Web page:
THE KNOTTY PROBLEM AND NOT SCOOBY SNACKS
I read recently that dogs are now being trained to sniff out Japanese knotweed (“Knotweed”). Having grown up as a lover of Scooby Doo, I can’t help but wonder how much money Fred, Shaggy, Velma and Daphne could have made if, considering how seriously Knotweed is taken, they had put their canine’s extremely sensitive nose to this use and Scooby sought out Knotweed as fast as Scooby Snacks.
An updated Property Information Form (TA6) (“PIF”) and associated guidance notes was published on 7 February 2020. The most significant change was to a question relating to Knotweed. Knotweed has been a cause of much concern in recent times.
Knotweed is now a well discussed topic; the plant is incredibly invasive, causing damage to drains, driveways, and foundations to name a few examples. It spreads rapidly and is very difficult to manage, not to mention costly. This has implications on the value of a property and the ease of which it can be insured.
Knotweed and the PIF
The PIF is used by the seller of a property to give important information to the buyer. It asks for information such as whether there has been a breach of planning permission conditions, if the property is a listed building and parking arrangements at the property.
One of the questions asks whether a property is affected by Knotweed. The change to the PIF has added a ‘not known’ response. The guidance notes state: “if no is chosen as an answer the seller must be certain that no rhizome (root) is present in the ground of the property, or within 3 metres of the property boundary even if there are no visible signs above ground.”
Therefore, a seller must have total certainty if they answer “no”. The safest way to deal with this question is to answer, “not known”, unless the seller is sure about Knotweed at the property. This will mean that the buyer must then rely on their own enquiries, such as arranging for a professional survey at the property.
The implication of the change is that if, later along the line Knotweed is found when the seller has indicated that it did not know that there was any, the buyer must prove that this answer was false, and that the seller was aware of its presence.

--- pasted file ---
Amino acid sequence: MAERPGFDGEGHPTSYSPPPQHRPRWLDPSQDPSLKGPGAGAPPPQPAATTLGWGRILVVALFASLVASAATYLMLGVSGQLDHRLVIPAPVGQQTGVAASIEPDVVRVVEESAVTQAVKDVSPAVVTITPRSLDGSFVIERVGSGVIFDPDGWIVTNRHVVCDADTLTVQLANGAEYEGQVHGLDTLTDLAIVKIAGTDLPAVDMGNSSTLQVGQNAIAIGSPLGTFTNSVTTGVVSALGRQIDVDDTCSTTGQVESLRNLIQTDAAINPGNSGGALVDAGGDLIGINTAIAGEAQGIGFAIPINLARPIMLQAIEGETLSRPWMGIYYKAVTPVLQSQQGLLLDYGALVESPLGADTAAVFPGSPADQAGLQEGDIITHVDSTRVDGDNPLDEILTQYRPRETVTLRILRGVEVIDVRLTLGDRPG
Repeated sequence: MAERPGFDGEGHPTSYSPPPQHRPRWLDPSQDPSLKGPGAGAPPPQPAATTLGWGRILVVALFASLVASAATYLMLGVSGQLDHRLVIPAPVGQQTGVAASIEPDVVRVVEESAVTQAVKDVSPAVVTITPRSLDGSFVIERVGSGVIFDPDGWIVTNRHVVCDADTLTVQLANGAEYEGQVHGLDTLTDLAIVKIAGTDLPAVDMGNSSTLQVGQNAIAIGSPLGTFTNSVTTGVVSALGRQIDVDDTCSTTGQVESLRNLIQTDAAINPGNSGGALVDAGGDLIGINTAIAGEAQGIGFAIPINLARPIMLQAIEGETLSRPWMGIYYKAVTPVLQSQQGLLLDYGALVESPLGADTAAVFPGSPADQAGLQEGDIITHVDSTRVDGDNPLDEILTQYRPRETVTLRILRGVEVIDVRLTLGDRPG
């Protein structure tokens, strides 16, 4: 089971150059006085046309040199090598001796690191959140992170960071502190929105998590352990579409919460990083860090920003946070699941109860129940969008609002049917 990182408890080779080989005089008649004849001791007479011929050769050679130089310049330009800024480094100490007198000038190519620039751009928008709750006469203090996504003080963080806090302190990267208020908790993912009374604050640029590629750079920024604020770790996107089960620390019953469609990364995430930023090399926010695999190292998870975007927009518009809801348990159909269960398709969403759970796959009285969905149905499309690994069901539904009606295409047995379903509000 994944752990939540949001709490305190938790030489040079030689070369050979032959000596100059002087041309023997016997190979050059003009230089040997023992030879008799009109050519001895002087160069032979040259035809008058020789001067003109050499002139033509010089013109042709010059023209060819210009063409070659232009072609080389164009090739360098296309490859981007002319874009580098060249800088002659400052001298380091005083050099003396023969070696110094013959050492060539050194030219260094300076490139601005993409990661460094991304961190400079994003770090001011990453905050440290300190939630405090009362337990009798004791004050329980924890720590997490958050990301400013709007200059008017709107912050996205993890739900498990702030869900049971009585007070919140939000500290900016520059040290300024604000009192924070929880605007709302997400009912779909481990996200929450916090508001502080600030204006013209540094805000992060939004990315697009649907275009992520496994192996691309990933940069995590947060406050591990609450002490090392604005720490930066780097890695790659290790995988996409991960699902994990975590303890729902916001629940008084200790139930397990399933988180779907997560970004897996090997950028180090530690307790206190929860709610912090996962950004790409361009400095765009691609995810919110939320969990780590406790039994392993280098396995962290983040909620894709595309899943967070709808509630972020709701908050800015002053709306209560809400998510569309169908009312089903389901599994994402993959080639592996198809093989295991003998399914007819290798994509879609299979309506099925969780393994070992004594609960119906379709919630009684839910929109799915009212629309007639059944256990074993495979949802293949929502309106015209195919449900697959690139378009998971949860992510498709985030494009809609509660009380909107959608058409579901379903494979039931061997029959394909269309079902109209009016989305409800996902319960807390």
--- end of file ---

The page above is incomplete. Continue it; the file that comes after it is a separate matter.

This will place an extra burden and cost on a buyer to commission a survey in such circumstances, whereas they could rely on the yes or no provided by a seller before. For professional advisors, it will be necessary to advise your clients as such. With many experts indicating that it is all but impossible to provide a visual survey on the presence of Knotweed, if the buyer wants certainty they need to make sure they instruct someone who knows what they are doing.
What will the implications be when I sell or buy a property?
For the seller, you must answer honestly. If you are not sure, it is safest to indicate that you do not know.
For the buyer, the age old saying ‘buyer beware’ comes to mind. If the PIF tells you that the seller does not know about Knotweed, you must make your own enquiries.
Dogs…and other sources of Knotweed intelligence
Using dogs is novel, but there are other (more high-tech!) ways being used to locate Knotweed. including a firm that provides an online heatmap showing the location of Knotweed “sightings”. Although it cannot show property by property information, it apparently shows areas where there is a higher presence of Knotweed, and the information is crowdsourced.
This update is for general purposes and guidance only and does not constitute legal or professional advice. You should seek legal advice before relying on its content. This update relates to the prevailing circumstances at the date of its original publication and may not have been updated to reflect subsequent developments. If you have general queries about our updates, please email: firstname.lastname@example.org